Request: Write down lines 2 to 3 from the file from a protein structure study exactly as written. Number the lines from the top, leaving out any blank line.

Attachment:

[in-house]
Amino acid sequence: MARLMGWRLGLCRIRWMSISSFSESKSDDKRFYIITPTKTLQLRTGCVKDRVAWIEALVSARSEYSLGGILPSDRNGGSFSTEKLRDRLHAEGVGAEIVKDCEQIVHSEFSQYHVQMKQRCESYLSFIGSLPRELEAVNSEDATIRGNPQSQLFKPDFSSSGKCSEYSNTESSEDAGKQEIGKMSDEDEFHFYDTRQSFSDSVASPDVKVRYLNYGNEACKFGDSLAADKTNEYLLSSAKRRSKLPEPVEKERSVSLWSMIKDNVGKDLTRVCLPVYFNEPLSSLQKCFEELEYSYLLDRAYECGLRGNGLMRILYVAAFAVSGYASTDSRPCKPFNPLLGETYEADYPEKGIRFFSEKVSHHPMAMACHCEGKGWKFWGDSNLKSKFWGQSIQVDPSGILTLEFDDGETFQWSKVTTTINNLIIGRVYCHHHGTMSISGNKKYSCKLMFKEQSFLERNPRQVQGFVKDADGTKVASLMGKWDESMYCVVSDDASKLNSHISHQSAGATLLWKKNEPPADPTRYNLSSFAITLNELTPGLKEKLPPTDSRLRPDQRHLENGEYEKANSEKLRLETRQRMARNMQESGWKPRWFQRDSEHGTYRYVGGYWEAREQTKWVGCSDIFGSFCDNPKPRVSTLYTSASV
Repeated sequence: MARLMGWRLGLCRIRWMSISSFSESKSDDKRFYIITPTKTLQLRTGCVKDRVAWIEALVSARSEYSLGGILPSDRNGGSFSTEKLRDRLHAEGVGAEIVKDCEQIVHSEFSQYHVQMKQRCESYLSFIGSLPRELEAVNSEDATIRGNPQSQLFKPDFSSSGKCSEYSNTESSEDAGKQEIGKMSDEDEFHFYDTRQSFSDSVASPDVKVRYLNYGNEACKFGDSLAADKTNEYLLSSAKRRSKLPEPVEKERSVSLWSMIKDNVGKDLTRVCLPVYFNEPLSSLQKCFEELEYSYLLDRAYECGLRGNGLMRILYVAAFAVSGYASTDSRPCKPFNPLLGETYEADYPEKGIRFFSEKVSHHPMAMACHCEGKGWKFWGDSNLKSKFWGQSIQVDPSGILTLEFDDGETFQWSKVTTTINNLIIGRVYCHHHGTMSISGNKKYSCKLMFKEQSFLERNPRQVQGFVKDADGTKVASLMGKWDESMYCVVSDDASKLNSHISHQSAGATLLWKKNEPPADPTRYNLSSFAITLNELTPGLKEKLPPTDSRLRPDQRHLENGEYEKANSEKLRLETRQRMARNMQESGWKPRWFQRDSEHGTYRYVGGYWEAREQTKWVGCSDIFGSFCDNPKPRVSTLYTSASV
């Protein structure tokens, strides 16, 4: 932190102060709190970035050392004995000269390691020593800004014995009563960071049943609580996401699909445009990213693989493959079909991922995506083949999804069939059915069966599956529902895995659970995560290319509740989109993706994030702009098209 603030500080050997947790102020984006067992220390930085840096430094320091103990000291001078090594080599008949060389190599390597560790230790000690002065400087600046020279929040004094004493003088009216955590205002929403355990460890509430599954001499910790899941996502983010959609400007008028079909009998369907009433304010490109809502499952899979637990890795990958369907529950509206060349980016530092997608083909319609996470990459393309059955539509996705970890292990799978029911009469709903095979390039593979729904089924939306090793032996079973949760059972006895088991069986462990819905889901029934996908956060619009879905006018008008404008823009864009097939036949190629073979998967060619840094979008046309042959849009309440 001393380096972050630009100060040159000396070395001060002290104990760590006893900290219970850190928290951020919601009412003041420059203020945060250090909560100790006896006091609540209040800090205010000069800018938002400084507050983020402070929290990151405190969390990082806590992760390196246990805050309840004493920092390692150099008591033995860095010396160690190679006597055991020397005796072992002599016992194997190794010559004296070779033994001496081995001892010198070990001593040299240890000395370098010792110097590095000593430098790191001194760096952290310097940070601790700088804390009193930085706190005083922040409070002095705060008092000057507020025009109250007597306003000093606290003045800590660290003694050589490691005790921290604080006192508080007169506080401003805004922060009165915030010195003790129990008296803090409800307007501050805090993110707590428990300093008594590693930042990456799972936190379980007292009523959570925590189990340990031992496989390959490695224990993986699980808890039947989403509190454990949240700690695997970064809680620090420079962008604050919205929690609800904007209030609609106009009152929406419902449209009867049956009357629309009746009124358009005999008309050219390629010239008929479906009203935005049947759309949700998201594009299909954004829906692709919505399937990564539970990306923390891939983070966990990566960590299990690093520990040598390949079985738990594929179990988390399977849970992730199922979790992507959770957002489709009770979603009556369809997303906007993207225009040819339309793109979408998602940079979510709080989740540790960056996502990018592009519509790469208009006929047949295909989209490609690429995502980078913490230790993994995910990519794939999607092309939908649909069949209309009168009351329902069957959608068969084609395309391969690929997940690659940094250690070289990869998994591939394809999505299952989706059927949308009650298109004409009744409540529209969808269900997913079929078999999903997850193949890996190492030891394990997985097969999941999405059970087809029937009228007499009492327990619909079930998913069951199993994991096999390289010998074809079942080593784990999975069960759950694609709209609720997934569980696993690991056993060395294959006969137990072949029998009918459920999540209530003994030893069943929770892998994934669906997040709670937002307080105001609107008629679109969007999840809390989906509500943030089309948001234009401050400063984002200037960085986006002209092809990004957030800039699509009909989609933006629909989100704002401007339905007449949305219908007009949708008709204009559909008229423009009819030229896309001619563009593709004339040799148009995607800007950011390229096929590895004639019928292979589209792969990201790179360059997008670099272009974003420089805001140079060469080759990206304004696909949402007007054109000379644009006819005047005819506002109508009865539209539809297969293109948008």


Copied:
Amino acid sequence: MARLMGWRLGLCRIRWMSISSFSESKSDDKRFYIITPTKTLQLRTGCVKDRVAWIEALVSARSEYSLGGILPSDRNGGSFSTEKLRDRLHAEGVGAEIVKDCEQIVHSEFSQYHVQMKQRCESYLSFIGSLPRELEAVNSEDATIRGNPQSQLFKPDFSSSGKCSEYSNTESSEDAGKQEIGKMSDEDEFHFYDTRQSFSDSVASPDVKVRYLNYGNEACKFGDSLAADKTNEYLLSSAKRRSKLPEPVEKERSVSLWSMIKDNVGKDLTRVCLPVYFNEPLSSLQKCFEELEYSYLLDRAYECGLRGNGLMRILYVAAFAVSGYASTDSRPCKPFNPLLGETYEADYPEKGIRFFSEKVSHHPMAMACHCEGKGWKFWGDSNLKSKFWGQSIQVDPSGILTLEFDDGETFQWSKVTTTINNLIIGRVYCHHHGTMSISGNKKYSCKLMFKEQSFLERNPRQVQGFVKDADGTKVASLMGKWDESMYCVVSDDASKLNSHISHQSAGATLLWKKNEPPADPTRYNLSSFAITLNELTPGLKEKLPPTDSRLRPDQRHLENGEYEKANSEKLRLETRQRMARNMQESGWKPRWFQRDSEHGTYRYVGGYWEAREQTKWVGCSDIFGSFCDNPKPRVSTLYTSASV
Repeated sequence: MARLMGWRLGLCRIRWMSISSFSESKSDDKRFYIITPTKTLQLRTGCVKDRVAWIEALVSARSEYSLGGILPSDRNGGSFSTEKLRDRLHAEGVGAEIVKDCEQIVHSEFSQYHVQMKQRCESYLSFIGSLPRELEAVNSEDATIRGNPQSQLFKPDFSSSGKCSEYSNTESSEDAGKQEIGKMSDEDEFHFYDTRQSFSDSVASPDVKVRYLNYGNEACKFGDSLAADKTNEYLLSSAKRRSKLPEPVEKERSVSLWSMIKDNVGKDLTRVCLPVYFNEPLSSLQKCFEELEYSYLLDRAYECGLRGNGLMRILYVAAFAVSGYASTDSRPCKPFNPLLGETYEADYPEKGIRFFSEKVSHHPMAMACHCEGKGWKFWGDSNLKSKFWGQSIQVDPSGILTLEFDDGETFQWSKVTTTINNLIIGRVYCHHHGTMSISGNKKYSCKLMFKEQSFLERNPRQVQGFVKDADGTKVASLMGKWDESMYCVVSDDASKLNSHISHQSAGATLLWKKNEPPADPTRYNLSSFAITLNELTPGLKEKLPPTDSRLRPDQRHLENGEYEKANSEKLRLETRQRMARNMQESGWKPRWFQRDSEHGTYRYVGGYWEAREQTKWVGCSDIFGSFCDNPKPRVSTLYTSASV